On January 12, 1961, early in the San Francisco to Moscow Walk for Peace (1960-1961), the core team of walkers was passing through Casa Grande, Arizona when they were joined by a local older couple, Barbara and John Beecher. A day earlier, John Beecher had invited one of the walkers, Jerry Wheeler, to speak at two of his classes at the State University of Arizona. The next evening, when John and Barbara joined the walkers and the team was stopped by a radio reporter to get their stories, John shocked everyone by announcing that he was resigning from his professorship to join the walk to Moscow.
Overview of the Walk: http://www.voluntownpeacetrust.org/a-peace-of-history-blog/san-francisco-to-moscow-walk-for-peace
Organizing the Walk: http://www.voluntownpeacetrust.org/a-peace-of-history-blog/organizing-the-san-francisco-to-moscow-walk-for-peace-1960-1961
Excerpts from the first month of the Walk: http://www.voluntownpeacetrust.org/a-peace-of-history-blog/excerpted-account-of-the-san-francisco-to-moscow-walk-pt-1
Challenges on the Walk: http://www.voluntownpeacetrust.org/a-peace-of-history-blog/challenges-on-the-san-francisco-to-moscow-walk-for-peace-1960-1961
Excerpts from Walkers’ Reports:
In his statement, John Beecher recounted how he fought in WWII initially believing that the effort would “usher in the epoch of universal peace,” and how his first-hand experiences of war ultimately convinced him that only nonviolent action could bring in the new era. He also points to a rich family heritage of American heroes of justice that inspired him: including Harriet Beecher Stowe, author of Uncle Tom’s Cabin, and Henry Ward Beecher, an abolitionist pastor who helped convince Great Britain and other European powers from supporting the Confederacy.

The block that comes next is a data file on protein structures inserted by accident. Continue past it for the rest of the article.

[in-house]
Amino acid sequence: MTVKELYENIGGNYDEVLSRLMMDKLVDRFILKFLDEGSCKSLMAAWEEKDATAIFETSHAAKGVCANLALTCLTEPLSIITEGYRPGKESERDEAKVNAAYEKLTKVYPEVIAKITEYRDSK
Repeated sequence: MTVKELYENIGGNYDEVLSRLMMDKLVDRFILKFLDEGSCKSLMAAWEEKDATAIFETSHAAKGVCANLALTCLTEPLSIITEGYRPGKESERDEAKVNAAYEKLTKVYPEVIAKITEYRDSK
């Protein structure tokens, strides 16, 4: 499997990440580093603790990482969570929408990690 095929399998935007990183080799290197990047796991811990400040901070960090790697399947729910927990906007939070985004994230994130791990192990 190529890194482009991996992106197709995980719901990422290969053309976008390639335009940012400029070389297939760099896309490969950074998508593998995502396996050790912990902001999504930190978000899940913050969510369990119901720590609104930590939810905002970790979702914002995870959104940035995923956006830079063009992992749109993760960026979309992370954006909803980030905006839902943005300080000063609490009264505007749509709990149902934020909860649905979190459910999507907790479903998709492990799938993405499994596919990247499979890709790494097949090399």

John Beecher concludes his statement with a call addressed to his peers in the intellectual and professional classes; after all, who would be better to address a group of people than one of their own? But his statement also reminds us that all of us with loved ones have a stake in the issue of nuclear arms proliferation: as he makes clear near the end, if it weren’t for his children and grandchildren, “hostages to fortune,” he could very well “dodge the compelling issue of the day.” But knowing how threatened his loved ones were by nuclear war, and how the threat was only increasing with time, John Beecher could no longer go on with his life ignoring the issue. It was time to take action.
(Click the image below to download the PDF version of the original newsletter clipping)
To celebrate the one-year year anniversary of the UN’s Treaty on the Prohibition of Nuclear Weapons, the CT Committee on the Prohibition of Nuclear Weapons has organized a demonstration in New London, CT for Friday, January 21, 2:45-4:00pm. Folks will line up along Howard St with signs and banners provided by the Committee. For more information including how to participate, please get in touch with us on Facebook at facebook.com/voluntownpeacetrust or email us at email@example.com
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Beecher, John. “John Beecher’s Statement and Call.” Polaris Action Bulletin. 30 January 1961 (Special Bulletin), page 3.
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